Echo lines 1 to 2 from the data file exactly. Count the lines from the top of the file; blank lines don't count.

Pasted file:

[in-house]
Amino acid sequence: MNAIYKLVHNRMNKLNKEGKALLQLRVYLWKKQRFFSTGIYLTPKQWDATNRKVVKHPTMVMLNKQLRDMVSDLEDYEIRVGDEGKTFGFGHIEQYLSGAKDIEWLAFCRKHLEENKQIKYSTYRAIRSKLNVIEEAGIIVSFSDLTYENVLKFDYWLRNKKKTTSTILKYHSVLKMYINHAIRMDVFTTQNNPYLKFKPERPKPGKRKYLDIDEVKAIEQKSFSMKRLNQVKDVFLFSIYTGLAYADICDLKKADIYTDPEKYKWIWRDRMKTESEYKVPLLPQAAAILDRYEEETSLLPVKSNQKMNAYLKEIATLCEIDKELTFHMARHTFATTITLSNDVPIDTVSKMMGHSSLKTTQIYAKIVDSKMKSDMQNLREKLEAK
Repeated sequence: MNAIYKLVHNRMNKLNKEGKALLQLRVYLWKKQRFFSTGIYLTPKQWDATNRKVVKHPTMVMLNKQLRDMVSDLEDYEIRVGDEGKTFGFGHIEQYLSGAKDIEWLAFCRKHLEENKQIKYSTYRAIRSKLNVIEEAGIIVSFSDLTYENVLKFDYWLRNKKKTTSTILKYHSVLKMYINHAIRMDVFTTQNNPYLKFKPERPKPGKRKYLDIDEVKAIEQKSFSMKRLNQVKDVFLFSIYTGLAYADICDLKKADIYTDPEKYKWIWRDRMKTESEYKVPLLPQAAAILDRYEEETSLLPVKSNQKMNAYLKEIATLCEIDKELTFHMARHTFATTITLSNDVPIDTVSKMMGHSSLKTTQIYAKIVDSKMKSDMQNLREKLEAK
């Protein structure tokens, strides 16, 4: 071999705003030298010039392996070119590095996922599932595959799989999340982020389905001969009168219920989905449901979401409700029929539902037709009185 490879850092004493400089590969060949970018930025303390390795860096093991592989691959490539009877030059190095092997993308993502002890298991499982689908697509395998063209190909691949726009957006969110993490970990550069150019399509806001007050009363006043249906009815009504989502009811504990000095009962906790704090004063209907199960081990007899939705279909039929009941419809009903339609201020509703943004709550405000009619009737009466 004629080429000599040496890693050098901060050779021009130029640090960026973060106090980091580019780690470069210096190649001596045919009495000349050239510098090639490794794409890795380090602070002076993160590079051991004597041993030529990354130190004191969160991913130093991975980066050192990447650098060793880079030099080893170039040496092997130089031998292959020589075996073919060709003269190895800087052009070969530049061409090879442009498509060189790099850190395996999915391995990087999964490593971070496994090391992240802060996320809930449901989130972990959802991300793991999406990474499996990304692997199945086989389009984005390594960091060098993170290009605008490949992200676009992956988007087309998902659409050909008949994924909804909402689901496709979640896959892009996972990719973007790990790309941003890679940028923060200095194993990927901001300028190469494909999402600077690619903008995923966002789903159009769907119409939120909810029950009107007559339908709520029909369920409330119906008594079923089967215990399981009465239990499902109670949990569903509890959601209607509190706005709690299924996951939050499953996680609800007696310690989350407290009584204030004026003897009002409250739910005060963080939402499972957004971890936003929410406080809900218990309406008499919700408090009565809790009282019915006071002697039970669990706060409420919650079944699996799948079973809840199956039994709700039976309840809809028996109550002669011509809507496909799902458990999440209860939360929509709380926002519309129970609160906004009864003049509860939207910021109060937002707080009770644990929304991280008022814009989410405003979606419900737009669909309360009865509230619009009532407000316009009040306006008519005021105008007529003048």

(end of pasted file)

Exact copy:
[in-house]
Amino acid sequence: MNAIYKLVHNRMNKLNKEGKALLQLRVYLWKKQRFFSTGIYLTPKQWDATNRKVVKHPTMVMLNKQLRDMVSDLEDYEIRVGDEGKTFGFGHIEQYLSGAKDIEWLAFCRKHLEENKQIKYSTYRAIRSKLNVIEEAGIIVSFSDLTYENVLKFDYWLRNKKKTTSTILKYHSVLKMYINHAIRMDVFTTQNNPYLKFKPERPKPGKRKYLDIDEVKAIEQKSFSMKRLNQVKDVFLFSIYTGLAYADICDLKKADIYTDPEKYKWIWRDRMKTESEYKVPLLPQAAAILDRYEEETSLLPVKSNQKMNAYLKEIATLCEIDKELTFHMARHTFATTITLSNDVPIDTVSKMMGHSSLKTTQIYAKIVDSKMKSDMQNLREKLEAK